The international structure of rugby union with respect to Great Britain and Ireland is similar to that of association football, but with its own unique features. In football, the four Home Nations within the United Kingdom (England, Northern Ireland, Scotland and Wales) all field separate national teams, which led to a controversy over how to field a combined Great Britain football team at the 2012 Olympics. The Republic of Ireland fields its own national team in football. In rugby union, the three Home Nations that share the island of Great Britain also have their own national teams. Ireland, by contrast, is not divided for rugby purposes—the sport is organised on an All-Ireland basis, with a single governing body for the entire island.[9] Great Britain will get a chance to field a combined team.[10]

This structure led to some minor issues regarding participation of a Great Britain team in the qualifying stages of the 2016 Games. Due to a tradition of cooperation between the governing bodies of England, Ireland, Scotland and Wales—especially during the quadrennial tours of the Southern Hemisphere by the unified British and Irish Lions 15-a-side team—these were far less contentious than in football; as early as 2011, the IRB endorsed the concept of a united Great Britain team for the 2016 Games.[11]

In August 2012, a provisional plan was announced by which England, Scotland and Wales would all be able to qualify as a Great Britain sevens team for the 2016 Games. The first qualifying stage is planned to be the 2014–2015 men's IRB Sevens World Series and IRB Women's Sevens World Series, with the top four teams of each sex at the end of that season advancing to the Games. All three nations are "core teams" that participate in every event of the men's IRB Sevens; the IRB Women's Sevens began in 2012–2013 with England as one of the six core teams.[12] Qualifying will continue with regional tournaments and a final worldwide Olympic qualifier. Should any of the three teams finish in a qualifying spot at any stage, Great Britain will send a team to the Games. The final composition of a Great Britain team would then be determined by the three nations and the British Olympic Association.[10] However, in appearing to acquiesce to the IRFU’s demand that all Irish players regardless of whether they are British or Irish citizens play for Ireland rather the Great Britain, the British Olympic Association has demonstrated an inconsistency of approach and, arguably, hypocrisy in view of its stance towards a GB football team.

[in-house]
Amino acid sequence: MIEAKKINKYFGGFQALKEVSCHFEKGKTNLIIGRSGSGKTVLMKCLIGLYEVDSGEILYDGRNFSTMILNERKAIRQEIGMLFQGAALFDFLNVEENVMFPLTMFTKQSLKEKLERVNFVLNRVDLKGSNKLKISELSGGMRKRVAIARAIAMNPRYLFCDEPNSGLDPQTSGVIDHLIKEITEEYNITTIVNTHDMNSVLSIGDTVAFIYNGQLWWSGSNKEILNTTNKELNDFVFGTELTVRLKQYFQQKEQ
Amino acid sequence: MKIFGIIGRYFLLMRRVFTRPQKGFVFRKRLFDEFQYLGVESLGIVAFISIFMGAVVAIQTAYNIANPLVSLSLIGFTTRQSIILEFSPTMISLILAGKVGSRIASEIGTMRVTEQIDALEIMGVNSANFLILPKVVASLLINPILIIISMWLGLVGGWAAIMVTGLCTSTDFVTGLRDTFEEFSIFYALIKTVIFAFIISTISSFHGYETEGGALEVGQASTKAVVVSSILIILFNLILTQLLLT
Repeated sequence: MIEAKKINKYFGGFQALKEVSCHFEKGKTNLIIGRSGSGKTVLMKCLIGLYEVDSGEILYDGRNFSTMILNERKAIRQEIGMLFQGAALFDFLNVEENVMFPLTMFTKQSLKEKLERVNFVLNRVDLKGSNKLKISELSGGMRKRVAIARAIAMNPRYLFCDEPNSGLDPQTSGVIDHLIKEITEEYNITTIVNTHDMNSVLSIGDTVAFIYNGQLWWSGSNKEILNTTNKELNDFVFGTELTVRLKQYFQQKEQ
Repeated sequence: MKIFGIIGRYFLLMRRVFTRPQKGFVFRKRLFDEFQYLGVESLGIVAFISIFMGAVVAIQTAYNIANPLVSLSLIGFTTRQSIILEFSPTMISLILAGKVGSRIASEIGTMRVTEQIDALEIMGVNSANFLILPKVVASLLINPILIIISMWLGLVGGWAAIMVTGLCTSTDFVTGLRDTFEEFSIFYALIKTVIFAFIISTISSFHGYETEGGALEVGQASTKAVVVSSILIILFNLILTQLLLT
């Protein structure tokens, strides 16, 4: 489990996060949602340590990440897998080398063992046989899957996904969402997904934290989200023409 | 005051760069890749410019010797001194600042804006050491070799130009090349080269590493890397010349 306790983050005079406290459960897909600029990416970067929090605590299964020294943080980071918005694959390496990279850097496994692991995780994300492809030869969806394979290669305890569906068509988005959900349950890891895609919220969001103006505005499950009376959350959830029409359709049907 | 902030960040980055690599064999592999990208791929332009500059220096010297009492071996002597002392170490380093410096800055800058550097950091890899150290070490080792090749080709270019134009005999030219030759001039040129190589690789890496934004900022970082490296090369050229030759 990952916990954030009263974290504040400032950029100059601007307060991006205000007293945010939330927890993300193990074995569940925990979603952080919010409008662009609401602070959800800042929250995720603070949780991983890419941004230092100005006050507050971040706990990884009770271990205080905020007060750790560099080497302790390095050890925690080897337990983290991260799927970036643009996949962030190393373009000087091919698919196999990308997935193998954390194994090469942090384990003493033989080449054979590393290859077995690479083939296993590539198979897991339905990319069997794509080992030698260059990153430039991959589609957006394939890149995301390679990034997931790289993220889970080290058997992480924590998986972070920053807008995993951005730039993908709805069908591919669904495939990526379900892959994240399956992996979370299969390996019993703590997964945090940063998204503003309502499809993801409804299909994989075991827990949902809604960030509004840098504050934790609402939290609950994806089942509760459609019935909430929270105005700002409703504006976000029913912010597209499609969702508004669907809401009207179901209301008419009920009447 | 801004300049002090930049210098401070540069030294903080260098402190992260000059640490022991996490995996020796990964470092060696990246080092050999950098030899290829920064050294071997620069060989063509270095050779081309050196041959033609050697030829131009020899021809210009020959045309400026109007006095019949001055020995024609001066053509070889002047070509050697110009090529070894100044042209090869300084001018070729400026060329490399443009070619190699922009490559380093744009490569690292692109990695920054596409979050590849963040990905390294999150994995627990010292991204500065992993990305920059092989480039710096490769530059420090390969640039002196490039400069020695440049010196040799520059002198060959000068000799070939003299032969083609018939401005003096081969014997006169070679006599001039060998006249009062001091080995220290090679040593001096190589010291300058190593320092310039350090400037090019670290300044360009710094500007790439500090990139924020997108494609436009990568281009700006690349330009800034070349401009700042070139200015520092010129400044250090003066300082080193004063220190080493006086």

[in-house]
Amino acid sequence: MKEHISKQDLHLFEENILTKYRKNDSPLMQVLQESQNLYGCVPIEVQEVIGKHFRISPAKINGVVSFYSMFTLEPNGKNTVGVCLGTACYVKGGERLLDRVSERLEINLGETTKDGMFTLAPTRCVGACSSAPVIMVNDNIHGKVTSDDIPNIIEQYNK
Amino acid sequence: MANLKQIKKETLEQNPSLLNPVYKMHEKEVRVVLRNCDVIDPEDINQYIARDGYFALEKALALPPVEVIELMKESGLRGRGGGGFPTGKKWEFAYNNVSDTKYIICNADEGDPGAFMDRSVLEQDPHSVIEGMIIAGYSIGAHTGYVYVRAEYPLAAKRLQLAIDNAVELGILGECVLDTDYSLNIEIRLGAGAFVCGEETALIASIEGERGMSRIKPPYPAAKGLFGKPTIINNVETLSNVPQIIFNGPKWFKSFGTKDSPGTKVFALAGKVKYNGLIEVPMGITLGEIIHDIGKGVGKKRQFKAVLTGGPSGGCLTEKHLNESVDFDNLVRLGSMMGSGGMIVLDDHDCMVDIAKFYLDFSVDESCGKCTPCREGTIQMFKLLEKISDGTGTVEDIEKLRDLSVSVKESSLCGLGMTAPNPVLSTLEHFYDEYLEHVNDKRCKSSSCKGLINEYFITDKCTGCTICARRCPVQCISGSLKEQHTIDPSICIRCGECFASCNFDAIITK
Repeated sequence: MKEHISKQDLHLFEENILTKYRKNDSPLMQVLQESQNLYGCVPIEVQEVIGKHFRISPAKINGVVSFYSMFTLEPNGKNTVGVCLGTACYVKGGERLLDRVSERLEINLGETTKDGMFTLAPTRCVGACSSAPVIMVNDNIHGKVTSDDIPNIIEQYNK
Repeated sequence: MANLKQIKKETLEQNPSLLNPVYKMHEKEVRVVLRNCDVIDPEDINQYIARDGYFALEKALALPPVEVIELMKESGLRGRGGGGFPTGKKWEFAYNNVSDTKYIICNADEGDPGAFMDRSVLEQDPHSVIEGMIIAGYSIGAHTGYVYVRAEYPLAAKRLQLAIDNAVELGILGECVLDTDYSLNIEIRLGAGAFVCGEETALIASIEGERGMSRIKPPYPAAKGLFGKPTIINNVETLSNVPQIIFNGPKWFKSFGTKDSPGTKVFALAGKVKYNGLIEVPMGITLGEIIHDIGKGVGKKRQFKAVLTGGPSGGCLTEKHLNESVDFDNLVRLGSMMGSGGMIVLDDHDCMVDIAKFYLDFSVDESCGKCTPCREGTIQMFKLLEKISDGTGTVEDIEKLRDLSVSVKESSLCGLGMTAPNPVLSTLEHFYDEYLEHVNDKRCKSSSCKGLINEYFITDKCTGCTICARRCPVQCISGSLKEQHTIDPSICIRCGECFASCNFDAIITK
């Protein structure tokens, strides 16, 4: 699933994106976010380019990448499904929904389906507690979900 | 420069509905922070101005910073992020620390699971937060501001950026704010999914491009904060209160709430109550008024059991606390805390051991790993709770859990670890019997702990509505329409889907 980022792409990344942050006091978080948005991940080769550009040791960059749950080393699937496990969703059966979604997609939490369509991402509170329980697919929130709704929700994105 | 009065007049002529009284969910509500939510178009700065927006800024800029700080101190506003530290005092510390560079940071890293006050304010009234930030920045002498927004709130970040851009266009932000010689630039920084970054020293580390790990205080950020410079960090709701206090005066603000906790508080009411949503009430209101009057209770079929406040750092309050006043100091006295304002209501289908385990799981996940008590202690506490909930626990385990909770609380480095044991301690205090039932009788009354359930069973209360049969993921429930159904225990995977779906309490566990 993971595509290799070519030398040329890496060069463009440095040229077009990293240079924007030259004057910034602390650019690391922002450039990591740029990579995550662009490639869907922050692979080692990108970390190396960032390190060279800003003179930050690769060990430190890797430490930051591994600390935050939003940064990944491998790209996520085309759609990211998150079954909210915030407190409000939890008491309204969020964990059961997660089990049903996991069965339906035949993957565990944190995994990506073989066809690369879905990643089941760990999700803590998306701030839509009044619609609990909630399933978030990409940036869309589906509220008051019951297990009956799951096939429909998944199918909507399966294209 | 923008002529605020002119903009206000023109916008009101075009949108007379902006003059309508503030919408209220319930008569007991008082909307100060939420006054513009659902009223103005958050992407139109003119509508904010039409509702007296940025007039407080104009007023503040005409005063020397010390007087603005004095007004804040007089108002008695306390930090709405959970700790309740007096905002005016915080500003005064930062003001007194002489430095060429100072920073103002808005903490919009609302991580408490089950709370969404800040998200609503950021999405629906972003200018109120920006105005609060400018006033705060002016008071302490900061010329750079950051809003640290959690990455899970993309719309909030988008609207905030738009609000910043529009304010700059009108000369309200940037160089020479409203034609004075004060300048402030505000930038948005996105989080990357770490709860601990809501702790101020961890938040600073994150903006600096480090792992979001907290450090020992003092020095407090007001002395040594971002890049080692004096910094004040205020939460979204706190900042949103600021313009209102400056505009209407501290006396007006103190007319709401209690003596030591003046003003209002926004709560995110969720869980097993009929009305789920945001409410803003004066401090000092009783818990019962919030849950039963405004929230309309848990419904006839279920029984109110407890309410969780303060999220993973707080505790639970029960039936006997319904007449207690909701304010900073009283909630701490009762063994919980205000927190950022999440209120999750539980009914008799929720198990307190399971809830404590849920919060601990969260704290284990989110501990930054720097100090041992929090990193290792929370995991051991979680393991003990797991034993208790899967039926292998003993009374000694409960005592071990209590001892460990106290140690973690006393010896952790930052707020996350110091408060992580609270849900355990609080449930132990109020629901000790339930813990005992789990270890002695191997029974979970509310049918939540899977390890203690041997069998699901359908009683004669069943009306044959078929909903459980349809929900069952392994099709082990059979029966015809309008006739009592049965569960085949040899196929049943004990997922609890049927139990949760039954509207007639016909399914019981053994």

Another issue was to make Brazil's automatically qualifying team competitive.[13] In an attempt to address this for the women's tournament, the IRB announced in August 2013 that Brazil would be an invited core team in the IRB Women's Sevens World Series for at least the 2013–14 season.[14]

See also[edit]

References[edit]

  1. ^ "Rugby sevens venue for Rio 2016 Olympics in doubt". insidethegames.biz. 1 November 2012. Retrieved 23 November 2012. 
  2. ^ a b "Rugby". Rio 2016. Retrieved 14 August 2012. 
  3. ^ "Rio organizers forced to change 2016 rugby venue". sportsillustrated.cnn.com. 1 November 2012. Retrieved 23 November 2012. 
  4. ^ "England nominated to qualify GB for Olympics" (Press release). International Rugby Board. 11 July 2014. Retrieved 13 July 2014. 
  5. ^ http://www.irb.com/newsmedia/mediazone/pressrelease/newsid=2070257.html#olympic+rugby+sevens+qualification+confirmed
  6. ^ http://www.irb.com/mm/document/aboutirb/irborganisation/02/06/18/19/120327ljrugbysevensplanfinal.pdf
  7. ^ http://www.insidethegames.biz/sports/summer/rugby-sevens/1013475-rio-2016-qualifying-system-for-rugby-sevens-revealed
  8. ^ "IRB to change name to World Rugby" (Press release). International Rugby Board. 28 August 2014. Retrieved 28 August 2014. 
  9. ^ "History of IRFU". Irish Rugby Football Union. Retrieved 27 August 2012. "From 1874 to 1879 there were two Unions. The Irish Football Union had jurisdiction over Clubs in Leinster, Munster and parts of Ulster; the Northern Football Union of Ireland controlled the Belfast area. . . . In 1879 the two Unions agreed to amalgamate on the following terms:
    (i) A Union to be known as the Irish Rugby Football Union was to be formed for the whole country.
    (ii) Branches were to be formed in Leinster, Munster and Ulster.
    (iii) The Union was to be run by a Council of eighteen, made up of six from each province." 
  10. ^ a b Degun, Tom (25 May 2012). "Exclusive: UK Home Nations can qualify a British rugby sevens team for Rio 2016". insidethegames.biz. Retrieved 14 August 2012. 
  11. ^ "International Board backs British Olympic sevens team". BBC Sport. 6 April 2011. Retrieved 17 August 2012. 
  12. ^ "IRB announces Women's Sevens World Series" (Press release). International Rugby Board. 4 October 2012. Retrieved 4 October 2012. 
  13. ^ "Lapasset Presents Plans for Rugby Sevens at Rio 2016". Aroundtherings.com. 2012-08-09. Retrieved 14 August 2012. 
  14. ^ "Schedule announced for 2013/14 Women's Series" (Press release). International Rugby Board. 22 August 2013. Retrieved 2 October 2013.